UPDATE: Dion Waiters, Islam and the national anthem

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Part of my day job is to watch news wires from sports media outlets around the world to find the most interesting and important stories as soon as they’re published.

And so I had something of a front-row seat on Friday evening when, at around the same time the Cleveland Cavaliers and Denver Nuggets were tipping off in a nationally-televised NBA game, it was being revealed that Cleveland guard Dion Waiters had cited his Islamic faith as the reason why he didn’t stand with his team during the traditional pre-game playing of “The Star-Spangled Banner” earlier in the week in Utah.

“It’s because of my religion,” Waiters was quoted by the Northeast Ohio Media Group. “That’s why I stayed in the locker room.”

Waiters said he is rededicating himself to Islam, and according to the author of the article, the third-year pro out of Syracuse University “appears to be in a happier state” despite losing his spot in the starting lineup with the arrivals of LeBron Janes and Shawn Marion this summer.

Due to the timing of the original story’s release, it’s likely that most of the live crowd in Denver didn’t see it by the time they settled into their seats at the Pepsi Center on Friday. If they had, I assume Waiters would’ve been booed each time he touched the ball. And when Waiters was on the receiving end of a flagrant foul by Nuggets forward Darrell Arthur in the first half and took a scary fall to the hardwood, I would’ve guessed a segment of the crowd might cheer Waiters’ misfortune and applaud Arthur acting as a de facto defender of America.

But the crowd’s general lack of reaction to Waiters, even as he scored a season-high 17 points and helped the Cavs hand the home team a 110-101 defeat, was probably an indication that the story hadn’t yet spread inside the arena.

Or perhaps the Nuggets fan base was actually accepting of Waiters because they were confronted with a similar form of expression from one of their own years ago.

Back in 1996, Nuggets point guard Mahmoud Abdul-Rauf became the center of a national controversy when it was revealed that he hadn’t been standing for the national anthem due to his beliefs as a Muslim. Abdul-Rauf’s action sparked a heated national debate and he was even suspended by the NBA for one game before deciding that he would compromise and stand for the anthem while praying to Allah (SWT).

But Abdul-Rauf’s time in the spotlight came at a time when the U.S. wasn’t as openly hostile to Muslims as it is today. In 1996, your average American’s closest tie to Islam might have been the memory of Malcolm X, or the Nation of Islam, or universally beloved boxing legend Muhammad Ali. Abdul-Rauf was subject to plenty of negative backlash when he committed an act that many view as disrespectful to America, but it could have been worse.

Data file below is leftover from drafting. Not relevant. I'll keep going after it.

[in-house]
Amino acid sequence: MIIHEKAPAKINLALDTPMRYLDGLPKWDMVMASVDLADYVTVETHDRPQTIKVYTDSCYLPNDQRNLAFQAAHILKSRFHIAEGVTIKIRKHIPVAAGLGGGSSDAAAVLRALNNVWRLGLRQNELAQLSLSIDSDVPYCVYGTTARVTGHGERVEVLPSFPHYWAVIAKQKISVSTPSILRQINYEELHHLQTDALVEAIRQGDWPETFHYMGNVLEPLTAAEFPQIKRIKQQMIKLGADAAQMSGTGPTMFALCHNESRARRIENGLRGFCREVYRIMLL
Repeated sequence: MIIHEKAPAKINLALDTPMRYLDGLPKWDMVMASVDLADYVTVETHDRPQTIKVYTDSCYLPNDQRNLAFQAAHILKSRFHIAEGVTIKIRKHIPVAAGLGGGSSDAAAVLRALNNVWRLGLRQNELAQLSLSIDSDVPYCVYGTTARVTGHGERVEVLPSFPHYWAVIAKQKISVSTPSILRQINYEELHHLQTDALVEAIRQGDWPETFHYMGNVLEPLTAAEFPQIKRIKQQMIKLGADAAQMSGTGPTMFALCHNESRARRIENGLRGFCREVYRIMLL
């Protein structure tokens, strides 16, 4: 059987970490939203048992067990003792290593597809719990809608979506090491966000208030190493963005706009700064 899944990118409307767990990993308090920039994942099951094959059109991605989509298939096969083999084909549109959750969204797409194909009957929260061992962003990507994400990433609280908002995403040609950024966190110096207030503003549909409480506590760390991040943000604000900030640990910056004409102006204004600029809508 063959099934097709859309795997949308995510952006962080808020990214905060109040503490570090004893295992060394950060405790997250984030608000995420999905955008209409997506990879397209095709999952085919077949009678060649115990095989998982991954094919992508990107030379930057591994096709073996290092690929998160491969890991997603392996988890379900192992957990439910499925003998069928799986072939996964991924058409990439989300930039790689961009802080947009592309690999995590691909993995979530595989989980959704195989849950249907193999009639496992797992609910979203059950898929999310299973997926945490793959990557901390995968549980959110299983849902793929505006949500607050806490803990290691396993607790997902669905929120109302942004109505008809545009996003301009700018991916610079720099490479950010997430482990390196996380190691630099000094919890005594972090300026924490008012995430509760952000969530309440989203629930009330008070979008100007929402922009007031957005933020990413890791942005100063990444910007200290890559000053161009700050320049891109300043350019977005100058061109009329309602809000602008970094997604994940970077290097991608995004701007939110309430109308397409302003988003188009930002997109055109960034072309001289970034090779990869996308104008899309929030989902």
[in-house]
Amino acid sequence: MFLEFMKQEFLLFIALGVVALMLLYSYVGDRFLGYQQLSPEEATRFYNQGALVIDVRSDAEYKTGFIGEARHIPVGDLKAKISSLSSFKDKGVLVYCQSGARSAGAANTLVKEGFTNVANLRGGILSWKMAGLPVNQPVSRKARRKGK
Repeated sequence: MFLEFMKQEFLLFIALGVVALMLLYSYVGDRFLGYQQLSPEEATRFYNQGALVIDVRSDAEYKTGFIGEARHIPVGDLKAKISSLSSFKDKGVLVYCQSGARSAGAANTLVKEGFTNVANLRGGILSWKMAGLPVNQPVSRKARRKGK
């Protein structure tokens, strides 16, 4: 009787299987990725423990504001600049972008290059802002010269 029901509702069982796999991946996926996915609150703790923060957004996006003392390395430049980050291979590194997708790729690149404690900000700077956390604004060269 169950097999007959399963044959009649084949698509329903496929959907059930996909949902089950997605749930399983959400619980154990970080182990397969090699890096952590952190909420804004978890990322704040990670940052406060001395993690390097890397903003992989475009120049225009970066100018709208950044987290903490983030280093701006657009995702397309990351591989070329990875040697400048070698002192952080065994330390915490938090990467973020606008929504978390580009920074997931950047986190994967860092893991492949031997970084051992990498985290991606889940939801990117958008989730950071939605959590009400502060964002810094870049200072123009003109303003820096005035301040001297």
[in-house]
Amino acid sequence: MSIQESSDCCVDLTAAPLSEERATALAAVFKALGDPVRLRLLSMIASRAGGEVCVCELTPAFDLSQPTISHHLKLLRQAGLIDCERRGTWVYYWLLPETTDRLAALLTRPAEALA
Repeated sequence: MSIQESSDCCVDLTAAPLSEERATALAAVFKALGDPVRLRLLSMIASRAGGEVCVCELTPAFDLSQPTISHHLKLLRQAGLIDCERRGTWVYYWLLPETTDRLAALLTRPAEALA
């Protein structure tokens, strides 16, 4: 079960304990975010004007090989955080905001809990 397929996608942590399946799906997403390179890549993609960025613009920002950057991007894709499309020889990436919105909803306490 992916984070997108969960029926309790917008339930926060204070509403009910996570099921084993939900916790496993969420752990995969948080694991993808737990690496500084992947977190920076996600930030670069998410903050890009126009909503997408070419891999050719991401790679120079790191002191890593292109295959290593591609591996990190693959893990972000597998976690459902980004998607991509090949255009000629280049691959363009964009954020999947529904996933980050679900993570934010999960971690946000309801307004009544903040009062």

In the post-9/11 era, when Islamophobia is at an all-time high and Western media outlets consistently fail to present a fair and balanced view of Muslims — and in an era in which social media and online anonymity has become the new pointed hood of ignorant and hateful individuals — Waiters could face a public response that is much worse than what Abdul-Rauf experienced.

For reasons unknown right now, however, Waiters did stand with his team for the national anthem on Friday. It’s possible he knew the story about his earlier refusal to stand would be coming out and he decided to do what he could to lighten a potentially volatile situation. Or perhaps he consulted with a Muslim adviser or took a lesson from Abdul-Rauf’s story. Or maybe he just changed his mind.

“I don’t really want to talk about that, my religion,” Waiters said after the Cavs beat the Nuggets. “I don’t really want to talk about that. I want to talk about basketball.”

It will be interesting to see how this story develops, and how Waiters is greeted on Monday when the Cavs return home to face the New Orleans Pelicans. The team’s next road game is Friday, Nov. 14, against the Boston Celtics.

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UPDATE: On Saturday, Nov. 8, Dion Waiters posted on Twitter that “whoever made that up about me & the national anthem is a (expletive) lie,” among other denials.

Later that evening, Northeast Ohio Media Group reporter Chris Haynes said he’d spoken again to Waiters, and that the two realized there had been a miscommunication regarding Waiters’ reported plans to continue skipping the national anthem.

On Sunday, Waiters told reporters after a Cavs practice that he was doing his “normal routine” in the locker room and simply lost track of time when he missed the playing of the national anthem.

“I went in the back for my normal routine that I normally do and it just happened to take longer than what I expected,” Waiters said. “I missed [the anthem] one time and, you know, this happened. So I’m not worried about it.”

Waiters clarified that his routine does not involve praying, saying “it has nothing to do with religion.” He did allow, however, that he might have mentioned religion to Haynes on Friday when he was first asked about why he missed the anthem.

It seems all we know now is that Dion Waiters is Muslim, masha’Allah, and that his missing the pre-game playing of the national anthem one time was not him taking a stand based on Islamic principles.

May Allah grant brother Dion peace and clarity during this time.

1 reply

  1. It is a difficult decision to make, however I think in such a society, one’s freedom to stand or not stand for a national anthem should not warrant abuse from either side.

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